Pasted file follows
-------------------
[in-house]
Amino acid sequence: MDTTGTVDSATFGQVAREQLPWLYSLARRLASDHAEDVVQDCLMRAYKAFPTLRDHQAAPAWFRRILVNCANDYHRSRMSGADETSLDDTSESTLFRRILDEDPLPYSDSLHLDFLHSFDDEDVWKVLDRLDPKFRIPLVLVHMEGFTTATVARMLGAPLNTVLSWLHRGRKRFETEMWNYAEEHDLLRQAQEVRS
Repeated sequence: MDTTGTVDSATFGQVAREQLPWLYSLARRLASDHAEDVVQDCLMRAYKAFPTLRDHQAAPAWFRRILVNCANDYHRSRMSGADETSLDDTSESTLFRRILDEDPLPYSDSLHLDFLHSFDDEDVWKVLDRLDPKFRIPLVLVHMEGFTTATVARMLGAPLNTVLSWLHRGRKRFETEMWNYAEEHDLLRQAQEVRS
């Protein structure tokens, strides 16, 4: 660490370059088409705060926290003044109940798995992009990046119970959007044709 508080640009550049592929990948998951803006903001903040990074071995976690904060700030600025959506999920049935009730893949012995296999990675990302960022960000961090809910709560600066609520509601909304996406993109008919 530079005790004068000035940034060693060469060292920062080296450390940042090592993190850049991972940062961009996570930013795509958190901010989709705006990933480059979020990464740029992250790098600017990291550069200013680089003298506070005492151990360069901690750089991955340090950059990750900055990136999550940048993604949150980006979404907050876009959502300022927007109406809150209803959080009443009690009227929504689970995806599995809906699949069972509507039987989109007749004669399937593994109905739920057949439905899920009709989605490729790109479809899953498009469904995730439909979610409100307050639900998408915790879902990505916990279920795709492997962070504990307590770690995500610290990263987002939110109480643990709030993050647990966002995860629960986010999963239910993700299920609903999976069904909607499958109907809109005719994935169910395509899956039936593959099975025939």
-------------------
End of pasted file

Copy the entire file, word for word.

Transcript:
[in-house]
Amino acid sequence: MDTTGTVDSATFGQVAREQLPWLYSLARRLASDHAEDVVQDCLMRAYKAFPTLRDHQAAPAWFRRILVNCANDYHRSRMSGADETSLDDTSESTLFRRILDEDPLPYSDSLHLDFLHSFDDEDVWKVLDRLDPKFRIPLVLVHMEGFTTATVARMLGAPLNTVLSWLHRGRKRFETEMWNYAEEHDLLRQAQEVRS
Repeated sequence: MDTTGTVDSATFGQVAREQLPWLYSLARRLASDHAEDVVQDCLMRAYKAFPTLRDHQAAPAWFRRILVNCANDYHRSRMSGADETSLDDTSESTLFRRILDEDPLPYSDSLHLDFLHSFDDEDVWKVLDRLDPKFRIPLVLVHMEGFTTATVARMLGAPLNTVLSWLHRGRKRFETEMWNYAEEHDLLRQAQEVRS
């Protein structure tokens, strides 16, 4: 660490370059088409705060926290003044109940798995992009990046119970959007044709 508080640009550049592929990948998951803006903001903040990074071995976690904060700030600025959506999920049935009730893949012995296999990675990302960022960000961090809910709560600066609520509601909304996406993109008919 530079005790004068000035940034060693060469060292920062080296450390940042090592993190850049991972940062961009996570930013795509958190901010989709705006990933480059979020990464740029992250790098600017990291550069200013680089003298506070005492151990360069901690750089991955340090950059990750900055990136999550940048993604949150980006979404907050876009959502300022927007109406809150209803959080009443009690009227929504689970995806599995809906699949069972509507039987989109007749004669399937593994109905739920057949439905899920009709989605490729790109479809899953498009469904995730439909979610409100307050639900998408915790879902990505916990279920795709492997962070504990307590770690995500610290990263987002939110109480643990709030993050647990966002995860629960986010999963239910993700299920609903999976069904909607499958109907809109005719994935169910395509899956039936593959099975025939």